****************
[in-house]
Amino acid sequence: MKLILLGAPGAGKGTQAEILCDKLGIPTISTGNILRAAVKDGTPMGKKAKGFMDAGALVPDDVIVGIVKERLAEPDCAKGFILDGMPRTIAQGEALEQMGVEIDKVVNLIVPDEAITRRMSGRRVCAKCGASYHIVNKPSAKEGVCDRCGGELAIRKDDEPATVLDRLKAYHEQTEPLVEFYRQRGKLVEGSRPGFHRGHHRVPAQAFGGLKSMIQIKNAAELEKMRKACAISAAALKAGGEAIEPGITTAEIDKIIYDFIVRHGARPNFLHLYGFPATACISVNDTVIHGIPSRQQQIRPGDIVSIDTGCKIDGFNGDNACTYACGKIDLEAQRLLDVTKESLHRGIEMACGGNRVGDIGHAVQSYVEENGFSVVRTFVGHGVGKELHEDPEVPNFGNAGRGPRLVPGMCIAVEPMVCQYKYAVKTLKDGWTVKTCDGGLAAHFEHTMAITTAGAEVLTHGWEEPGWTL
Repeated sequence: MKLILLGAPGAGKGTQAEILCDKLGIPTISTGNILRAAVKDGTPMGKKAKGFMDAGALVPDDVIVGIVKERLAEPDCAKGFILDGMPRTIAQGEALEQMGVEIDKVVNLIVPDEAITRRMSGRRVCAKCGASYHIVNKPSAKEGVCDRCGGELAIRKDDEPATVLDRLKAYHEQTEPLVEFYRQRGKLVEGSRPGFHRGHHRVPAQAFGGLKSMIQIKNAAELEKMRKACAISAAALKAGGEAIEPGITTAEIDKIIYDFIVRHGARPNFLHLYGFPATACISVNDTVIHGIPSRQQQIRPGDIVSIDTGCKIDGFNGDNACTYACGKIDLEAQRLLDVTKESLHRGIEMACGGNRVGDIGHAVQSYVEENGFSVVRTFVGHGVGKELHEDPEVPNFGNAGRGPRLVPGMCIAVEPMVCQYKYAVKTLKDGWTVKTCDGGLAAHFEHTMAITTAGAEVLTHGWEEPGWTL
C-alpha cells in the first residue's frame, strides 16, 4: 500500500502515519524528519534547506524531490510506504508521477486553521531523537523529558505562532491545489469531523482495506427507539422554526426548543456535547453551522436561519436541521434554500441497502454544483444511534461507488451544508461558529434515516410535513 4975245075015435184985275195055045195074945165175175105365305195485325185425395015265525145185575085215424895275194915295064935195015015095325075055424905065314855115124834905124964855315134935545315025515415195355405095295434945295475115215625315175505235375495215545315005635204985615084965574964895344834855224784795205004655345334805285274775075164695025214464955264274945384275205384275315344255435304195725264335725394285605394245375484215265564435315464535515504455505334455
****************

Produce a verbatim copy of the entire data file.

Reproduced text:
[in-house]
Amino acid sequence: MKLILLGAPGAGKGTQAEILCDKLGIPTISTGNILRAAVKDGTPMGKKAKGFMDAGALVPDDVIVGIVKERLAEPDCAKGFILDGMPRTIAQGEALEQMGVEIDKVVNLIVPDEAITRRMSGRRVCAKCGASYHIVNKPSAKEGVCDRCGGELAIRKDDEPATVLDRLKAYHEQTEPLVEFYRQRGKLVEGSRPGFHRGHHRVPAQAFGGLKSMIQIKNAAELEKMRKACAISAAALKAGGEAIEPGITTAEIDKIIYDFIVRHGARPNFLHLYGFPATACISVNDTVIHGIPSRQQQIRPGDIVSIDTGCKIDGFNGDNACTYACGKIDLEAQRLLDVTKESLHRGIEMACGGNRVGDIGHAVQSYVEENGFSVVRTFVGHGVGKELHEDPEVPNFGNAGRGPRLVPGMCIAVEPMVCQYKYAVKTLKDGWTVKTCDGGLAAHFEHTMAITTAGAEVLTHGWEEPGWTL
Repeated sequence: MKLILLGAPGAGKGTQAEILCDKLGIPTISTGNILRAAVKDGTPMGKKAKGFMDAGALVPDDVIVGIVKERLAEPDCAKGFILDGMPRTIAQGEALEQMGVEIDKVVNLIVPDEAITRRMSGRRVCAKCGASYHIVNKPSAKEGVCDRCGGELAIRKDDEPATVLDRLKAYHEQTEPLVEFYRQRGKLVEGSRPGFHRGHHRVPAQAFGGLKSMIQIKNAAELEKMRKACAISAAALKAGGEAIEPGITTAEIDKIIYDFIVRHGARPNFLHLYGFPATACISVNDTVIHGIPSRQQQIRPGDIVSIDTGCKIDGFNGDNACTYACGKIDLEAQRLLDVTKESLHRGIEMACGGNRVGDIGHAVQSYVEENGFSVVRTFVGHGVGKELHEDPEVPNFGNAGRGPRLVPGMCIAVEPMVCQYKYAVKTLKDGWTVKTCDGGLAAHFEHTMAITTAGAEVLTHGWEEPGWTL
C-alpha cells in the first residue's frame, strides 16, 4: 500500500502515519524528519534547506524531490510506504508521477486553521531523537523529558505562532491545489469531523482495506427507539422554526426548543456535547453551522436561519436541521434554500441497502454544483444511534461507488451544508461558529434515516410535513 4975245075015435184985275195055045195074945165175175105365305195485325185425395015265525145185575085215424895275194915295064935195015015095325075055424905065314855115124834905124964855315134935545315025515415195355405095295434945295475115215625315175505235375495215545315005635204985615084965574964895344834855224784795205004655345334805285274775075164695025214464955264274945384275205384275315344255435304195725264335725394285605394245375484215265564435315464535515504455505334455